In 1898 David Brown began to manufacture machine cut gears and in 1902 they moved to the current site in Huddersfield at Park Works. David Brown died in 1903 and his sons Frank and Percy succeeded him and began to produce self-contained worm gear units complete with bearings and shafts.
1913 saw the company's first overseas venture when Timken-David Brown was established in the USA to manufacture worm gear units. World War 1 saw the number of employees at Park Works increase from 200 to 1000 as the company began to manufacture main propulsion units for warships, gun training and elevating mechanisms and trench mortar bombs. By 1921 the company was the largest worm gear manufacturer in the world.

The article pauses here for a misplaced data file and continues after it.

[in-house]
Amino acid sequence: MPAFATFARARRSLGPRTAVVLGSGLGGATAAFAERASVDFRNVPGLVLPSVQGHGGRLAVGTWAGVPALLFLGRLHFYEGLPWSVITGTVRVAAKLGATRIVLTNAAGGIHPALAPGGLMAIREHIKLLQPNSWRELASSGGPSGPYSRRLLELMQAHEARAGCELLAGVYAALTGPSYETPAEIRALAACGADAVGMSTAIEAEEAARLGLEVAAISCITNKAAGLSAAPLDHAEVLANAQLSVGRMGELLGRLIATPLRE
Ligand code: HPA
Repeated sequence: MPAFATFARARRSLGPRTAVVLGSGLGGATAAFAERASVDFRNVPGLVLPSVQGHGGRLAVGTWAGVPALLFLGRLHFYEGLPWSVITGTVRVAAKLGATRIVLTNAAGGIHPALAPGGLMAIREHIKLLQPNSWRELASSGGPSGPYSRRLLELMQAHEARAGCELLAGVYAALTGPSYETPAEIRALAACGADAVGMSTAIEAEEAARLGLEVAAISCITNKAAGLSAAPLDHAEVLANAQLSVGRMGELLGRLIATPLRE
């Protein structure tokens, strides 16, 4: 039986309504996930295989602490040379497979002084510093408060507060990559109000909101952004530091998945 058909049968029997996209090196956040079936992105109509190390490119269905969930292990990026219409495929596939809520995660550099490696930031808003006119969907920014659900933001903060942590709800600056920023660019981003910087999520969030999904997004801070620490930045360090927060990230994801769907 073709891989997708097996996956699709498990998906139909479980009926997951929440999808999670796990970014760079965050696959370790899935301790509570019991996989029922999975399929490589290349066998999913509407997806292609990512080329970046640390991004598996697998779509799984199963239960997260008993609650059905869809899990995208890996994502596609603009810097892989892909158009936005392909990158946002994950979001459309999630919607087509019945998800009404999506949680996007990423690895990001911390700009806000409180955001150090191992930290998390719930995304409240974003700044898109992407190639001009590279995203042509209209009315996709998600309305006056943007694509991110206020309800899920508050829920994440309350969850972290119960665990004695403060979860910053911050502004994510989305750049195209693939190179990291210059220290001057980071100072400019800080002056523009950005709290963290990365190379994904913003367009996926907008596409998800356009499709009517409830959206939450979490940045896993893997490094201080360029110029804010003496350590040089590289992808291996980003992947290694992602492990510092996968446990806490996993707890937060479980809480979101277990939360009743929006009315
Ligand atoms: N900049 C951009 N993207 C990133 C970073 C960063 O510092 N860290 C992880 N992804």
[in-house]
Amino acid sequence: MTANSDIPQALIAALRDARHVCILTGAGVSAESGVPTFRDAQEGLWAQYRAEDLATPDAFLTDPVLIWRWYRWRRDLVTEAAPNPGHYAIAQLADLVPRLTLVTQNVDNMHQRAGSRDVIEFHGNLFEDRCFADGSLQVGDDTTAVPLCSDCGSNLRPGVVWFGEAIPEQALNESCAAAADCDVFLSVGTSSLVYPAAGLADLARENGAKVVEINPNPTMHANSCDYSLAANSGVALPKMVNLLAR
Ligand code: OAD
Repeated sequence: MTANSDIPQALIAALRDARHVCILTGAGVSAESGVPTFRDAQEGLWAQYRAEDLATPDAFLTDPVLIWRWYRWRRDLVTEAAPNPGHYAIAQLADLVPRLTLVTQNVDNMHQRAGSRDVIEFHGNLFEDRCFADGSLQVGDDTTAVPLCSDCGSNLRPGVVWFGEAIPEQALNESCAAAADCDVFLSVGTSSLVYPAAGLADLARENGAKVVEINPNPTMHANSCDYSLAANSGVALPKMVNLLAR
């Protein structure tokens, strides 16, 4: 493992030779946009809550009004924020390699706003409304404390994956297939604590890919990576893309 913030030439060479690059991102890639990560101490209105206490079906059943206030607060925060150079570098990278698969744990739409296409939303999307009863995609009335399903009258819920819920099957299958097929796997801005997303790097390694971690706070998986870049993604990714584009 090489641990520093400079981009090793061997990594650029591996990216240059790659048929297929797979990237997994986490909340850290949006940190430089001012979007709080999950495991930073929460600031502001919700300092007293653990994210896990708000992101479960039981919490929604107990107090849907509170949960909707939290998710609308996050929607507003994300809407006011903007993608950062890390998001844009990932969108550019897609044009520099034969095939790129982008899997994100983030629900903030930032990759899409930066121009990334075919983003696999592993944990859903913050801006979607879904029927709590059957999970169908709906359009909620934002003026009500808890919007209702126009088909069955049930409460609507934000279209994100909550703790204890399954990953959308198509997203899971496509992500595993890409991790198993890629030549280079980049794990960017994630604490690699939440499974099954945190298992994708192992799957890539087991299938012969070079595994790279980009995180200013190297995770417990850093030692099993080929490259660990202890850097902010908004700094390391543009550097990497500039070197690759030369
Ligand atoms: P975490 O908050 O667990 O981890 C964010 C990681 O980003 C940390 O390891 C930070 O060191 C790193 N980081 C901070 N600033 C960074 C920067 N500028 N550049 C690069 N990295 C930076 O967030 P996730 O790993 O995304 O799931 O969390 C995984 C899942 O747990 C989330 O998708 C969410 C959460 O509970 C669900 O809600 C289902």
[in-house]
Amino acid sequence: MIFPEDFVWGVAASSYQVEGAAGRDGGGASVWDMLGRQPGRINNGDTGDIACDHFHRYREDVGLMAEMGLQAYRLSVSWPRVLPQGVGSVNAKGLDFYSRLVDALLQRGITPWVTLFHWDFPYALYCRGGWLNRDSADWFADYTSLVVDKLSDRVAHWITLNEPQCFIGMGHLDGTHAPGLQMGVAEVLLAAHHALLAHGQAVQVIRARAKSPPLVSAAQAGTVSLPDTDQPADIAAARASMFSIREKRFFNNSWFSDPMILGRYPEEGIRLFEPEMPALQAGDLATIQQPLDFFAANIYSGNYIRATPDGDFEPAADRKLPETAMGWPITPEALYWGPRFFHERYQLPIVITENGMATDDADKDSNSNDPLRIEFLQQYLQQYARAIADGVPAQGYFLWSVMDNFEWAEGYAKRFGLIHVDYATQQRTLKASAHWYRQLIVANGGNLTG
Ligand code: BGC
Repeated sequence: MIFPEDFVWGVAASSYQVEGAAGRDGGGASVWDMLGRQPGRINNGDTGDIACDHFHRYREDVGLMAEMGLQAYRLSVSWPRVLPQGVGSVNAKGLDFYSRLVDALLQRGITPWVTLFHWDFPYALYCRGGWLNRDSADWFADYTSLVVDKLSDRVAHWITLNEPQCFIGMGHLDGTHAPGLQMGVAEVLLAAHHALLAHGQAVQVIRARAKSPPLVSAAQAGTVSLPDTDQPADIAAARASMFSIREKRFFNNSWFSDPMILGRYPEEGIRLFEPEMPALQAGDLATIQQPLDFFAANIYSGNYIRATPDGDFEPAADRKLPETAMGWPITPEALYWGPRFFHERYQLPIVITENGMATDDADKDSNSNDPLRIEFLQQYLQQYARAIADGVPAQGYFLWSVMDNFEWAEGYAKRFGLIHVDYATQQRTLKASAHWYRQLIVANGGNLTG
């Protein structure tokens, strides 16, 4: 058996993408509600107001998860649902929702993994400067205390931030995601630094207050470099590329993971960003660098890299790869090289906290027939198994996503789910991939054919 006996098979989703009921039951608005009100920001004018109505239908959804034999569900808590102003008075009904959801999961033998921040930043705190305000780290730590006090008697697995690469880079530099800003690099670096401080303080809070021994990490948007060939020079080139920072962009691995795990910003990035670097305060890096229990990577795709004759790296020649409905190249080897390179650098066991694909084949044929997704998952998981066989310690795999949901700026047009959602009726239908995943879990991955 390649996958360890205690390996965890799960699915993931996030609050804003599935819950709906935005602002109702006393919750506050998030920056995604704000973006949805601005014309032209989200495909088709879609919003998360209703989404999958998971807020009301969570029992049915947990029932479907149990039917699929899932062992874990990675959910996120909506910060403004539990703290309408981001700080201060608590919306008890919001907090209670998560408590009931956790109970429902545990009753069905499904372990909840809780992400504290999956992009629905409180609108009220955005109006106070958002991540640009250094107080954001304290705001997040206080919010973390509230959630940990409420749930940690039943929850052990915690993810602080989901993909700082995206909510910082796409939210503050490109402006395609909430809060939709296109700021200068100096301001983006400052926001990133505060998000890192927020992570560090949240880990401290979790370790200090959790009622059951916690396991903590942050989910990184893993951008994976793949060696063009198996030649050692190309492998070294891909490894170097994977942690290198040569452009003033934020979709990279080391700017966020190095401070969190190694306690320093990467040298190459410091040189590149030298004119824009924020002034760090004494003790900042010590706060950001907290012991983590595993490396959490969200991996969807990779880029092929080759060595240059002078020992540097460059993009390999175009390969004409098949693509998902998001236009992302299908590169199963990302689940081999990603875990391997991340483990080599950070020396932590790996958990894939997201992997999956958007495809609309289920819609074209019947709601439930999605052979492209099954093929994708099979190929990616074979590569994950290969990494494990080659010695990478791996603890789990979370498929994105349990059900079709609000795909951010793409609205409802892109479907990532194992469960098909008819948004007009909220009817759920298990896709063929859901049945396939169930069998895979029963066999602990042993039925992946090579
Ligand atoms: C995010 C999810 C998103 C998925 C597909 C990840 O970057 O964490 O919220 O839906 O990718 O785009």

Worm gears are a compact means of achieveing high gear ratios between input (worm) and output (cog) , and have the advantage that they are self braking (meaning that the output shaft cannot drive the input shaft.) This makes them ideal for heavy duty control applications, such as jacking or lifting, but this comes at a cost. The worm gear has a greater area of contact with the driven cog then other gear systems. The contact pressure is also greater then in individual units of multi gear systems achieving the same overall gear ratio. The result is the generation of heat, which can damage vital components. This is a problem for designers of machinery who need gearboxes to run continuously with a variable load when space is restricted, such as conveyors in mines. David Brown solved the problem with the development of the Radicon worm gear in 1933. The name Radicon refers to the dissipation of heat by Radiation, Conduction and Convection. These gearboxes can safely work at up to 100C and can be adpated to work at even higher temperatures. They had produced 1 million of these units by 1968, and in 2012 a huge range of Radicon gearboxes are still being made with variants suitable for most industries all over the world.